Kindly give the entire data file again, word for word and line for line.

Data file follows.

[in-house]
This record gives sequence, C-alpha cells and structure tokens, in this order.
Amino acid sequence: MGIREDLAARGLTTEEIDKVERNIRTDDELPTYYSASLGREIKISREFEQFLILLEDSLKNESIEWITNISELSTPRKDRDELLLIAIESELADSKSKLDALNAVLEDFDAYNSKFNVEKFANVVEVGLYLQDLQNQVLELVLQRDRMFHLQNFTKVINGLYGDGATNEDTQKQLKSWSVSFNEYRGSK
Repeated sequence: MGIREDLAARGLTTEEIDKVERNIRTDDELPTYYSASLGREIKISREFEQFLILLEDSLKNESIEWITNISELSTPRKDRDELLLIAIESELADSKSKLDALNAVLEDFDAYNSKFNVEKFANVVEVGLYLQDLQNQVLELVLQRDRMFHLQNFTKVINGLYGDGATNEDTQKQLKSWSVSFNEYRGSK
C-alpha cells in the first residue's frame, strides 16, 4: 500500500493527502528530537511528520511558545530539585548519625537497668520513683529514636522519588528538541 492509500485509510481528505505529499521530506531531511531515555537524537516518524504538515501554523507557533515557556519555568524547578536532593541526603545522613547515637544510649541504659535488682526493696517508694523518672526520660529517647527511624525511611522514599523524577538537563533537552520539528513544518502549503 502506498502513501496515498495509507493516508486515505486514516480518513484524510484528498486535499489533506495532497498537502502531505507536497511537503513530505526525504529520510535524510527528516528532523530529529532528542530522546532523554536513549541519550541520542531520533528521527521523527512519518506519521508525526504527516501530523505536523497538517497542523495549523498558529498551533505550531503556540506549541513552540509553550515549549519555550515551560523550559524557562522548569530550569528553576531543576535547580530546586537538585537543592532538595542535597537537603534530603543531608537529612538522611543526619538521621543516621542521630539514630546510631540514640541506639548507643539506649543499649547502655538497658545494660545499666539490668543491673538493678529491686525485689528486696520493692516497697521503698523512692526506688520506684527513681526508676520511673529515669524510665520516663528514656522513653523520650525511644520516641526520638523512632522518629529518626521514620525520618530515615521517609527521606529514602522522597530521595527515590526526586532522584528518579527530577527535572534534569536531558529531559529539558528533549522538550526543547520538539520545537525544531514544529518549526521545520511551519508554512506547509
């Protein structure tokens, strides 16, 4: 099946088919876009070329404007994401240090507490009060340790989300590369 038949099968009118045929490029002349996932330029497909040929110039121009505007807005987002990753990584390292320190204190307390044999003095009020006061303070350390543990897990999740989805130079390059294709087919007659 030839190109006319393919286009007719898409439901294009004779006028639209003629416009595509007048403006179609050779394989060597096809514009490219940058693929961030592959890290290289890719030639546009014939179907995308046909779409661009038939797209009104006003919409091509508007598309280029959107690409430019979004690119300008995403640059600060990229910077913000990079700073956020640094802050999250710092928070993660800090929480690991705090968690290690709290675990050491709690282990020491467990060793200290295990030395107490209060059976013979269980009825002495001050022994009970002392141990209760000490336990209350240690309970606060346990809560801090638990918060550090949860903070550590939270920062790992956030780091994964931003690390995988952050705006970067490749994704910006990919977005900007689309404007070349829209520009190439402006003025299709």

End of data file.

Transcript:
[in-house]
This record gives sequence, C-alpha cells and structure tokens, in this order.
Amino acid sequence: MGIREDLAARGLTTEEIDKVERNIRTDDELPTYYSASLGREIKISREFEQFLILLEDSLKNESIEWITNISELSTPRKDRDELLLIAIESELADSKSKLDALNAVLEDFDAYNSKFNVEKFANVVEVGLYLQDLQNQVLELVLQRDRMFHLQNFTKVINGLYGDGATNEDTQKQLKSWSVSFNEYRGSK
Repeated sequence: MGIREDLAARGLTTEEIDKVERNIRTDDELPTYYSASLGREIKISREFEQFLILLEDSLKNESIEWITNISELSTPRKDRDELLLIAIESELADSKSKLDALNAVLEDFDAYNSKFNVEKFANVVEVGLYLQDLQNQVLELVLQRDRMFHLQNFTKVINGLYGDGATNEDTQKQLKSWSVSFNEYRGSK
C-alpha cells in the first residue's frame, strides 16, 4: 500500500493527502528530537511528520511558545530539585548519625537497668520513683529514636522519588528538541 492509500485509510481528505505529499521530506531531511531515555537524537516518524504538515501554523507557533515557556519555568524547578536532593541526603545522613547515637544510649541504659535488682526493696517508694523518672526520660529517647527511624525511611522514599523524577538537563533537552520539528513544518502549503 502506498502513501496515498495509507493516508486515505486514516480518513484524510484528498486535499489533506495532497498537502502531505507536497511537503513530505526525504529520510535524510527528516528532523530529529532528542530522546532523554536513549541519550541520542531520533528521527521523527512519518506519521508525526504527516501530523505536523497538517497542523495549523498558529498551533505550531503556540506549541513552540509553550515549549519555550515551560523550559524557562522548569530550569528553576531543576535547580530546586537538585537543592532538595542535597537537603534530603543531608537529612538522611543526619538521621543516621542521630539514630546510631540514640541506639548507643539506649543499649547502655538497658545494660545499666539490668543491673538493678529491686525485689528486696520493692516497697521503698523512692526506688520506684527513681526508676520511673529515669524510665520516663528514656522513653523520650525511644520516641526520638523512632522518629529518626521514620525520618530515615521517609527521606529514602522522597530521595527515590526526586532522584528518579527530577527535572534534569536531558529531559529539558528533549522538550526543547520538539520545537525544531514544529518549526521545520511551519508554512506547509
């Protein structure tokens, strides 16, 4: 099946088919876009070329404007994401240090507490009060340790989300590369 038949099968009118045929490029002349996932330029497909040929110039121009505007807005987002990753990584390292320190204190307390044999003095009020006061303070350390543990897990999740989805130079390059294709087919007659 030839190109006319393919286009007719898409439901294009004779006028639209003629416009595509007048403006179609050779394989060597096809514009490219940058693929961030592959890290290289890719030639546009014939179907995308046909779409661009038939797209009104006003919409091509508007598309280029959107690409430019979004690119300008995403640059600060990229910077913000990079700073956020640094802050999250710092928070993660800090929480690991705090968690290690709290675990050491709690282990020491467990060793200290295990030395107490209060059976013979269980009825002495001050022994009970002392141990209760000490336990209350240690309970606060346990809560801090638990918060550090949860903070550590939270920062790992956030780091994964931003690390995988952050705006970067490749994704910006990919977005900007689309404007070349829209520009190439402006003025299709």